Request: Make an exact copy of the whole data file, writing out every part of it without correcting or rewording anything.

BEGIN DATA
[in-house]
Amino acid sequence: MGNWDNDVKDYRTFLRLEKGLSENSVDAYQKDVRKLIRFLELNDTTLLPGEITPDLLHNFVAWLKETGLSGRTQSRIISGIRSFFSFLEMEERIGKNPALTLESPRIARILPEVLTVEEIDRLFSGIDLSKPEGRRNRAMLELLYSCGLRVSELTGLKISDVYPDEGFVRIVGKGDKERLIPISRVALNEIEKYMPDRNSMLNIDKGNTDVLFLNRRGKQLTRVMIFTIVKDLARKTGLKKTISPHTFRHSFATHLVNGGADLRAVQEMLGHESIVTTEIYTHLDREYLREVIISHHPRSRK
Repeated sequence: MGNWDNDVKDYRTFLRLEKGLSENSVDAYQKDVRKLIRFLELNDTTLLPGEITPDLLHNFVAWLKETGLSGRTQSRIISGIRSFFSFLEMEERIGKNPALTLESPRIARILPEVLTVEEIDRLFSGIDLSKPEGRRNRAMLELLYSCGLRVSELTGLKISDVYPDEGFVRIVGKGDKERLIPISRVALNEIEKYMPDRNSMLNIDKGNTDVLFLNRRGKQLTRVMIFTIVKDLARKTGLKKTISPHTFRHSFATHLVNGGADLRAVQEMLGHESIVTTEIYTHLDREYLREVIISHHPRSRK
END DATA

[in-house]
Amino acid sequence: MGNWDNDVKDYRTFLRLEKGLSENSVDAYQKDVRKLIRFLELNDTTLLPGEITPDLLHNFVAWLKETGLSGRTQSRIISGIRSFFSFLEMEERIGKNPALTLESPRIARILPEVLTVEEIDRLFSGIDLSKPEGRRNRAMLELLYSCGLRVSELTGLKISDVYPDEGFVRIVGKGDKERLIPISRVALNEIEKYMPDRNSMLNIDKGNTDVLFLNRRGKQLTRVMIFTIVKDLARKTGLKKTISPHTFRHSFATHLVNGGADLRAVQEMLGHESIVTTEIYTHLDREYLREVIISHHPRSRK
Repeated sequence: MGNWDNDVKDYRTFLRLEKGLSENSVDAYQKDVRKLIRFLELNDTTLLPGEITPDLLHNFVAWLKETGLSGRTQSRIISGIRSFFSFLEMEERIGKNPALTLESPRIARILPEVLTVEEIDRLFSGIDLSKPEGRRNRAMLELLYSCGLRVSELTGLKISDVYPDEGFVRIVGKGDKERLIPISRVALNEIEKYMPDRNSMLNIDKGNTDVLFLNRRGKQLTRVMIFTIVKDLARKTGLKKTISPHTFRHSFATHLVNGGADLRAVQEMLGHESIVTTEIYTHLDREYLREVIISHHPRSRK